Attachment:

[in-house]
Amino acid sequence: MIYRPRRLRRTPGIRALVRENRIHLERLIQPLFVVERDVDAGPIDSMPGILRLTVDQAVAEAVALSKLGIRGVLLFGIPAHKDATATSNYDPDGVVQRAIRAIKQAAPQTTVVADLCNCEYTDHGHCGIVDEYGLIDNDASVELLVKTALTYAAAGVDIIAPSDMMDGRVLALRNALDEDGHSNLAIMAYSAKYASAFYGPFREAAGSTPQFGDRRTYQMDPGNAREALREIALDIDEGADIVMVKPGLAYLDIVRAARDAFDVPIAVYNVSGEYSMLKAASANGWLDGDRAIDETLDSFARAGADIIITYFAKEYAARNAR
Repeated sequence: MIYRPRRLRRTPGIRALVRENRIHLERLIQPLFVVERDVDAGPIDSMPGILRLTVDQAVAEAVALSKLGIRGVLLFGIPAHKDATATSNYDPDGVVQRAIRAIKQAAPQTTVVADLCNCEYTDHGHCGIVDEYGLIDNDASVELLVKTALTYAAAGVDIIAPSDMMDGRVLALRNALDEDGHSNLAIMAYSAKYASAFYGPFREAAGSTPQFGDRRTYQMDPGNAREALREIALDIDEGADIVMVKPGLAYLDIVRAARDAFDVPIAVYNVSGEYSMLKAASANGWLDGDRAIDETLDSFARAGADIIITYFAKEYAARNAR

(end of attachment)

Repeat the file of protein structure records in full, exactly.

[in-house]
Amino acid sequence: MIYRPRRLRRTPGIRALVRENRIHLERLIQPLFVVERDVDAGPIDSMPGILRLTVDQAVAEAVALSKLGIRGVLLFGIPAHKDATATSNYDPDGVVQRAIRAIKQAAPQTTVVADLCNCEYTDHGHCGIVDEYGLIDNDASVELLVKTALTYAAAGVDIIAPSDMMDGRVLALRNALDEDGHSNLAIMAYSAKYASAFYGPFREAAGSTPQFGDRRTYQMDPGNAREALREIALDIDEGADIVMVKPGLAYLDIVRAARDAFDVPIAVYNVSGEYSMLKAASANGWLDGDRAIDETLDSFARAGADIIITYFAKEYAARNAR
Repeated sequence: MIYRPRRLRRTPGIRALVRENRIHLERLIQPLFVVERDVDAGPIDSMPGILRLTVDQAVAEAVALSKLGIRGVLLFGIPAHKDATATSNYDPDGVVQRAIRAIKQAAPQTTVVADLCNCEYTDHGHCGIVDEYGLIDNDASVELLVKTALTYAAAGVDIIAPSDMMDGRVLALRNALDEDGHSNLAIMAYSAKYASAFYGPFREAAGSTPQFGDRRTYQMDPGNAREALREIALDIDEGADIVMVKPGLAYLDIVRAARDAFDVPIAVYNVSGEYSMLKAASANGWLDGDRAIDETLDSFARAGADIIITYFAKEYAARNAR